How to Make Workspace Changes in the Second Half of 2024

Two people working at CIC St. Louis

Six months into 2024, return-to-office mandates and related policies remain key topics discussed among business leaders and media alike.

Location is only one factor to consider when determining how work is best accomplished. Employers must also think strategically about how the workspace is set up and activated.

In the Redefining the Workspace to Strategically Support Corporate Culture, Innovation, and Growth report from HBR Analytic Services (HBRAS), sponsored by CIC, nearly every respondent (97%) agreed workspace decisions impact company culture and that the quality of an organization’s company culture impacts its ability to succeed (98%).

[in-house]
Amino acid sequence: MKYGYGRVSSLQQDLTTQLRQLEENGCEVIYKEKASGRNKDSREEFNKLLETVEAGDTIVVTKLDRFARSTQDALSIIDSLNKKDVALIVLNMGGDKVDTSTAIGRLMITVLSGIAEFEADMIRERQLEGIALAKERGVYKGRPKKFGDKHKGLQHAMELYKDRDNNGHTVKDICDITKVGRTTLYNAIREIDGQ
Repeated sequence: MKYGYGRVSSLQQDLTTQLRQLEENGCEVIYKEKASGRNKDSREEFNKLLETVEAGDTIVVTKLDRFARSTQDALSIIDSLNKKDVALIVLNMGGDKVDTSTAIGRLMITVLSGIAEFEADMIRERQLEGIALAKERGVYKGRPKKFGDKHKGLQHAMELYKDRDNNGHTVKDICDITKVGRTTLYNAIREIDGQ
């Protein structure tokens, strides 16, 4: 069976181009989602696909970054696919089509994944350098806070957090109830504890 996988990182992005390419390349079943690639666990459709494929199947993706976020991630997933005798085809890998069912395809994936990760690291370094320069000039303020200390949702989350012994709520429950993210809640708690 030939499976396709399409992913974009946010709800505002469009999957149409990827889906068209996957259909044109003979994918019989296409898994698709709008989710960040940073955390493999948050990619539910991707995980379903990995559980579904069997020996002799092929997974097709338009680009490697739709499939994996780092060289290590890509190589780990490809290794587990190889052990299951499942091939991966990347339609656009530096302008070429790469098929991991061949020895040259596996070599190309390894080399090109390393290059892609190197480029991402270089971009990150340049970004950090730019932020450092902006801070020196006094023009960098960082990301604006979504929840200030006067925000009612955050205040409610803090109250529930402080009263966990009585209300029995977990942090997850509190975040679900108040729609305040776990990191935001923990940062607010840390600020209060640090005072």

Because physical workspace, company culture, and business outcomes are so closely connected, aligning these elements with broader business strategy is important. In fact, 89% of respondents in the HBRAS report believe that organizations can benefit from aligning their workspace strategy with their broader business strategy.

What does this mean for your business today? Halfway through the year, many companies may not be in a position to invest in major office renovations or build out a new space. The good news is that strategic workspace adjustments do not have to come with a hefty price tag to significantly impact employee experience and 2024 performance.

Table of Contents

Define the purpose and benefits of working in person

Before making any physical changes, determine why you want employees to come into a physical location versus working remotely. Articulating the purpose of in-person work is as necessary as creating the space to do it.